This paper is concerned with the rheology of algae suspensions relevant to algae biofuel processing for a range of concentrations up to 15 vol. % using mostly a piezoaxial vibrator (PAV) rheometer as a method of measuring rheological properties. Linear viscoelastic (LVE) measurements of a Scenedesmus obliquus [culture collection of algae and protozoa (CCAP) 276/7] living algae strain were obtained and a curve for complex viscosity (η*) as a function of concentration/volume fraction derived. The PAV complex viscosity data increased exponentially with cell concentration and elasticity (G′) developed in a similar way with increasing concentration. The results indicated the presence of interaction between algae cells at all measured concentrations. For concentrations above ∼5 vol. %, steady shear data obtained using a Couette geometry showed non-Newtonian “shear-thinning” behavior and at higher concentrations there was a divergence from the Cox–Merz rule. A difference in the LVE rheological measurements was found for cells that were either alive or dead indicating that cell motility and significant interparticle contact and interactions influenced levels of viscoelasticity. The results are of potential scientific relevance and also useful in relation to the design of algae bioprocessing for the production of biofuels.
56(2012); http://dx.doi.org/10.1122/1.4709431View Description Hide Description
Rheology and viscosity data of liquid metals in high temperatures are important in metallurgical manufacturing processes. In this paper, a simple and low cost viscometer which can be used to measureviscosity of liquid metals and semisolid slurries in different shear rates is introduced. In this apparatus, the principles of the falling ball viscometer are used while accumulated with a counterbalance mass for decreasing ball speed and controlling shear rates. The accuracy of the instrument is demonstrated by using liquids with known rheology. The obtained data were comparable with the available results in the literature.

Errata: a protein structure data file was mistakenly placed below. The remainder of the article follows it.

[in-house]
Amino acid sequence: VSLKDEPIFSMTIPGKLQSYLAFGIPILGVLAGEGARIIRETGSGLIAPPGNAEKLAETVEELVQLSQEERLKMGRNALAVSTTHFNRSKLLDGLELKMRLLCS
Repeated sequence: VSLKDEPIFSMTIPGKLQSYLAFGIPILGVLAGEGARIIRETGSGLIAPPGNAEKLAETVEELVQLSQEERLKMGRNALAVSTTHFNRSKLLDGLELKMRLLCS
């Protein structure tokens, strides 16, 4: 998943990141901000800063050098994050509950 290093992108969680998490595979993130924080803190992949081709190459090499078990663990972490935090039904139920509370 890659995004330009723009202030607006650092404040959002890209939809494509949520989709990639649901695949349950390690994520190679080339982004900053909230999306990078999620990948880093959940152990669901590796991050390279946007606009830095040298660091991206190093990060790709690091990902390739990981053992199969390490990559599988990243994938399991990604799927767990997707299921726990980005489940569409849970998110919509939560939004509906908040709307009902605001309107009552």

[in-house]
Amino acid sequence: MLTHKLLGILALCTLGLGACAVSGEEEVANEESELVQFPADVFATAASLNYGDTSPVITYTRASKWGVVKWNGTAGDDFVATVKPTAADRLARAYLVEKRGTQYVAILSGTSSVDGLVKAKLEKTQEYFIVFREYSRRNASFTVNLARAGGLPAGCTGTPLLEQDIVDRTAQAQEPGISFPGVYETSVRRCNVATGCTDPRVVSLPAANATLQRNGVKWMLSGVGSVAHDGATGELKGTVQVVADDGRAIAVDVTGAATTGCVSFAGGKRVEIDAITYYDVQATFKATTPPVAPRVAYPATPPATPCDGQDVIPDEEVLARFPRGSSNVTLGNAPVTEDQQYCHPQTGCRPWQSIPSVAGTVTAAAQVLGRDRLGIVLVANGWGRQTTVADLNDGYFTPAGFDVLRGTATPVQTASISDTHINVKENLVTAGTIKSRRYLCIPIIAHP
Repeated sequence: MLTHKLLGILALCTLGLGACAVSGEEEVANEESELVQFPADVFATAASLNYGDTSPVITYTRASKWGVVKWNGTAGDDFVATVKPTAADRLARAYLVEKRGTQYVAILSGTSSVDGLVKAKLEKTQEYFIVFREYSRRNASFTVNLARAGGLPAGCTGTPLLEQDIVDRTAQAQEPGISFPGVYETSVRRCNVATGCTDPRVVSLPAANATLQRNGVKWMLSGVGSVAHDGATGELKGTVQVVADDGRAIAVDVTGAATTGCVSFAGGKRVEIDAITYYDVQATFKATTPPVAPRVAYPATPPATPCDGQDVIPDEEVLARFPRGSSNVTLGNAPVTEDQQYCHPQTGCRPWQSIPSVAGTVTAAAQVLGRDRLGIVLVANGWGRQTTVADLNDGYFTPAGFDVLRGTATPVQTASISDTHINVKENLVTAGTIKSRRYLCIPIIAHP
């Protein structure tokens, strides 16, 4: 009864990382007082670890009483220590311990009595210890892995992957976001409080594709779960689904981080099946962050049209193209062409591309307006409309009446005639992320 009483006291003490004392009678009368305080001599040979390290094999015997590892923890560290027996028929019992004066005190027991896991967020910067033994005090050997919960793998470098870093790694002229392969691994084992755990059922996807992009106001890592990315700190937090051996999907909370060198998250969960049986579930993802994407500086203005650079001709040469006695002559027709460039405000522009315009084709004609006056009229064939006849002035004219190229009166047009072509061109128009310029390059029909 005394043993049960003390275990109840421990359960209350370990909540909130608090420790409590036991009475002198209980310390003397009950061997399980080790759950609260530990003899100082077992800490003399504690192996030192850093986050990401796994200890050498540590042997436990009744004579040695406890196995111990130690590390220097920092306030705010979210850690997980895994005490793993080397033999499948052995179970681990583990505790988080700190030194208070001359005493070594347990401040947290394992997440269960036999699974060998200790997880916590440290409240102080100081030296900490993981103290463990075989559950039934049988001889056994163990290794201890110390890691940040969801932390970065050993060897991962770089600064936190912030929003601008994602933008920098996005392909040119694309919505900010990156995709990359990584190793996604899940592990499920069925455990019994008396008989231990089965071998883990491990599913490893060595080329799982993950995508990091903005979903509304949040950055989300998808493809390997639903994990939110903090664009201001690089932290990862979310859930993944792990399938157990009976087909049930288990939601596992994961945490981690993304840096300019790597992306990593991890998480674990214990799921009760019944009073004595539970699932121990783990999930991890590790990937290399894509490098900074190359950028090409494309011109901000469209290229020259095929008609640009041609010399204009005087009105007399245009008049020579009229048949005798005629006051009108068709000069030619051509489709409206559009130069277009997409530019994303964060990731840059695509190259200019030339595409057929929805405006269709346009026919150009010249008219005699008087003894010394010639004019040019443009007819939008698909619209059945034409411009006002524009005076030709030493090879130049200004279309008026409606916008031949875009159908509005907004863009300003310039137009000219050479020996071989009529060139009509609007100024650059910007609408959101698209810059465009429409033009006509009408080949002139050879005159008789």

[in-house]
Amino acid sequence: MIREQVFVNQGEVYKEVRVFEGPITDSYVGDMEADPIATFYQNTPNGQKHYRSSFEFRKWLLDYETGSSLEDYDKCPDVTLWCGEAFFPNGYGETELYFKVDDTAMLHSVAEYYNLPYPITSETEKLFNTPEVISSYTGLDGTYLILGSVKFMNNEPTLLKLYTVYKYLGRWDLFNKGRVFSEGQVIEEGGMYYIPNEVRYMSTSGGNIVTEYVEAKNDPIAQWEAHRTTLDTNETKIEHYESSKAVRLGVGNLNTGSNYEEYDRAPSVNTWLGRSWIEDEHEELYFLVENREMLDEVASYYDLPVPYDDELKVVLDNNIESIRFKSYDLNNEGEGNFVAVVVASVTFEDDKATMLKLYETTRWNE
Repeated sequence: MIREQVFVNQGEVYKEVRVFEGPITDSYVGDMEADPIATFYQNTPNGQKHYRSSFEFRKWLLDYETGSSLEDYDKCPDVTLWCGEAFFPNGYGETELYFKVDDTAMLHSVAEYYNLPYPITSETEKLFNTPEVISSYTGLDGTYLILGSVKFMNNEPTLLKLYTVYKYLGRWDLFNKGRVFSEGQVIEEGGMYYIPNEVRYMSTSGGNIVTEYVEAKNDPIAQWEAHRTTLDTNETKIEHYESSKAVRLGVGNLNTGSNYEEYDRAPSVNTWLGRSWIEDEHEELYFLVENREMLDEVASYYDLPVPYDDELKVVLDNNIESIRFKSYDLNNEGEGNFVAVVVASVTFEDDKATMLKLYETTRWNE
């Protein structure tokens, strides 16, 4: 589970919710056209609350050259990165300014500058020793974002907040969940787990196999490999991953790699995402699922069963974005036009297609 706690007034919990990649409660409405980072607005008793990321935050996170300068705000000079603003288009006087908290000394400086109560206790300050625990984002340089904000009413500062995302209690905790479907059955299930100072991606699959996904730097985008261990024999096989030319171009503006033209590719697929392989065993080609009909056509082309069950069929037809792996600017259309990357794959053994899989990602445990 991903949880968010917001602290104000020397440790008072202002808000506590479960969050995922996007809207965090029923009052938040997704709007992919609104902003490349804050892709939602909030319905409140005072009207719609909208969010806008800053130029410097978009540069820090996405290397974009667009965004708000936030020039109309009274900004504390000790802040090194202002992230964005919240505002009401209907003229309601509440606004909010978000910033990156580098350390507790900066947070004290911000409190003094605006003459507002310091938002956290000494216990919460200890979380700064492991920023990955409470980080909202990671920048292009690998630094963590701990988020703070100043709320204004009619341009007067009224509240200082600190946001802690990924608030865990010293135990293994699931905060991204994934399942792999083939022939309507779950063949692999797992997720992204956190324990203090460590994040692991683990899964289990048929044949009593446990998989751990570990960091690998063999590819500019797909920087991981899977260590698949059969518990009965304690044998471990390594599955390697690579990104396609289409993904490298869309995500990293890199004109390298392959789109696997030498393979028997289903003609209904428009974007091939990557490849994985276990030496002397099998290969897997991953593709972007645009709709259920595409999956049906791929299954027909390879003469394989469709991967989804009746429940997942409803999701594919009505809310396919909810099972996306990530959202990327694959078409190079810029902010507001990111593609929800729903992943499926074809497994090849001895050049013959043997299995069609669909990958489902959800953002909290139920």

Using startup of steady shear flow in a sliding plate rheometer to determine material parameters for the purpose of predicting long fiber orientation56(2012); http://dx.doi.org/10.1122/1.4717496View Description Hide Description
The properties of long glass fiber reinforced parts, such as those manufactured by means of injection molding and compression molding, are highly dependent on the fiber orientation generated during processing. A sliding plate rheometer was used to understand the transient stress and orientation development of concentrated long glass fibers during the startup of steady shear flow. An orientation model and stress tensor combination, based on semiflexible fibers, was assessed in its ability to predict fiber orientation when using model parameters obtained from the fits of the stress responses. Specifically, samples of different initial fiber orientations was subjected to the startup of steady shear flow, and an orientation model based on bead and rod theory was coupled with a derived stress tensor that accounts for the semiflexibility of the fibers to obtain the corresponding model parameters. The results showed the semiflexible orientation model and stress tensor combination, overall, provided improved rheological results as compared to the Folgar–Tucker model when coupled with the stress tensor of Lipscomb et al. [J. Non-Newtonian Fluid Mech. 26, 297–325 (1988)]. Furthermore, it was found that both stress tensors required empirical modification to accurately fit the measured data. Finally, orientation models provided encouraging results when predicting the transient fiber orientation for all initial fiber orientations explored.